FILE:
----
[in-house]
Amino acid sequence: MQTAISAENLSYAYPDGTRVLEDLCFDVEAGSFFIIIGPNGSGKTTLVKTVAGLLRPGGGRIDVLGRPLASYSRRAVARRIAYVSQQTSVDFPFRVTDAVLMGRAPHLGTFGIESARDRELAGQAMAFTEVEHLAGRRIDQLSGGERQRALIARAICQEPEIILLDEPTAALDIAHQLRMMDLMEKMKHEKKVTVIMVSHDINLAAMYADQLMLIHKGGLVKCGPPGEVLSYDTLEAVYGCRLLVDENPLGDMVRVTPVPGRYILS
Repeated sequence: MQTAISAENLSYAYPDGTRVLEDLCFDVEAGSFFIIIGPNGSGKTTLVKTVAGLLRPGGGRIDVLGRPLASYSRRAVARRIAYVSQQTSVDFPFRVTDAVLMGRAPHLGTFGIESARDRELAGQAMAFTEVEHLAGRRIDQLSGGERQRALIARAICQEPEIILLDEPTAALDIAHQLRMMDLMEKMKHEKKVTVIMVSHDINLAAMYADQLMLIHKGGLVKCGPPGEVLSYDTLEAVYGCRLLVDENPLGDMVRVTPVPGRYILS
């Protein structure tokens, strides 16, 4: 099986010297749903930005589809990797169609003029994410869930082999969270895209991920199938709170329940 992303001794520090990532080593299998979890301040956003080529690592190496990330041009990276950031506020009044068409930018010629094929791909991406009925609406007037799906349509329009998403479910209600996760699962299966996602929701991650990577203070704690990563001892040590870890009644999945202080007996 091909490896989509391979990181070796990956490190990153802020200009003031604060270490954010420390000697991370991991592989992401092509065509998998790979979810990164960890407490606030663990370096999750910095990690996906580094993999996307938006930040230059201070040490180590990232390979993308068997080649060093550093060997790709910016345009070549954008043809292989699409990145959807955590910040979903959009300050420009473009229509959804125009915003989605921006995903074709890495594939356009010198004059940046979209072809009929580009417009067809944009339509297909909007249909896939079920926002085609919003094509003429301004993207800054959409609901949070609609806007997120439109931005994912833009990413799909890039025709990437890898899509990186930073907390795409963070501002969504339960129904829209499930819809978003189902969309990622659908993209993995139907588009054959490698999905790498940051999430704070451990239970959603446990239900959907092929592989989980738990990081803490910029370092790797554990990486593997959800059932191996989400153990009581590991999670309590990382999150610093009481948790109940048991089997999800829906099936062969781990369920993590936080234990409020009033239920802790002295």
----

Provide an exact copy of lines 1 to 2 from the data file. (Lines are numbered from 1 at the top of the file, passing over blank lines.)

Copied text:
[in-house]
Amino acid sequence: MQTAISAENLSYAYPDGTRVLEDLCFDVEAGSFFIIIGPNGSGKTTLVKTVAGLLRPGGGRIDVLGRPLASYSRRAVARRIAYVSQQTSVDFPFRVTDAVLMGRAPHLGTFGIESARDRELAGQAMAFTEVEHLAGRRIDQLSGGERQRALIARAICQEPEIILLDEPTAALDIAHQLRMMDLMEKMKHEKKVTVIMVSHDINLAAMYADQLMLIHKGGLVKCGPPGEVLSYDTLEAVYGCRLLVDENPLGDMVRVTPVPGRYILS